National park in Hawaii reopens after monthslong eruption

phys.org | 9/23/2018 | Staff
Micaella (Posted by) Level 3
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A national park in Hawaii has reopened after being closed for more than four months because of Kilauea volcano's latest eruption, which caused widespread damage to park infrastructure and dramatically changed its landscape.

Hawaii Volcanoes National Park officials said there were no lines or waiting for visitors to catch a glimpse of the volcano that made headlines across the world when it began erupting in May. Admission is free Saturday.

Eruption - Hundreds - Homes - Park - Summit

The eruption destroyed hundreds of homes outside the park while changing the popular summit crater inside the park.

The national park—normally the state's most-visited tourist attraction—had been closed for 135 days as volcanic activity caused explosive eruptions, earthquakes and the collapse of the famed Halemaumau crater. Ash clouds shot skyward from the summit crater and blanketed the region in volcanic debris.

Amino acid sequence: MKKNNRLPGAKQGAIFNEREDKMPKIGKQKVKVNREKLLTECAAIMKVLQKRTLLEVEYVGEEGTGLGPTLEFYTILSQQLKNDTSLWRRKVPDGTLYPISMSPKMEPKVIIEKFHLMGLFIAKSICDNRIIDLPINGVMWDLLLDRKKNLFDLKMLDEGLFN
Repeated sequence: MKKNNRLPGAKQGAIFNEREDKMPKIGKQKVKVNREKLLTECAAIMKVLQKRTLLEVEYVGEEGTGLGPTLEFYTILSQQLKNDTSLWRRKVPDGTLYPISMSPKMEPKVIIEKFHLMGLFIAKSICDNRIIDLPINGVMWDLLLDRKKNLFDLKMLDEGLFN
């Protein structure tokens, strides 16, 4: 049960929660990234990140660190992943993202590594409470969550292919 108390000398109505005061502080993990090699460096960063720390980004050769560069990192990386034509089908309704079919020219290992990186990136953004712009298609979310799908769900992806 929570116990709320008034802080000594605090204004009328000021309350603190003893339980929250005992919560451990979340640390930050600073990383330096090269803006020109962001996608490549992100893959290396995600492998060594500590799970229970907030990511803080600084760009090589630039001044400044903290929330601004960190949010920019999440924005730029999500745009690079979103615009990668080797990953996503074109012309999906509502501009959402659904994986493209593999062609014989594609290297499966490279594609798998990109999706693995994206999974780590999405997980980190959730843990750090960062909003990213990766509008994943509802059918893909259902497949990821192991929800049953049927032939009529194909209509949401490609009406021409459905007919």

Kilauea - Decades - Eruption - May - Park

Kilauea has been active for decades. But the eruption that began in May has transformed both the park and the rural Big Island coastline that surrounds it.

Outside the park, lava flows consumed entire neighborhoods, filled an ocean bay and created miles of new shoreline with fresh black sand beaches and jagged rocky outcrops. Inside the park, molten rock drained from the summit lava lake and vanished from view as the landscape underwent a monumental change.

Summit - Crater - Floor - Sunk - Feet

The summit crater floor sunk 1,500 feet (460 meters), and the overall Kilauea caldera widened—expanding more than 1 square mile, according to the U.S. Geological Survey. It quadrupled in size as lava drained out of the active vent.

"This eruption was really unprecedented in the historic record," Ingrid Johanson, a research geophysicist at the U.S. Geological Survey's Hawaiian Volcano Observatory, told The Associated Press in a telephone interview. "The changes we've seen at the summit are much more dramatic than anything that's happened in the last 200 years."

Crater - Johanson - People

The crater looks "completely different," Johanson said. "I think people...
(Excerpt) Read more at: phys.org
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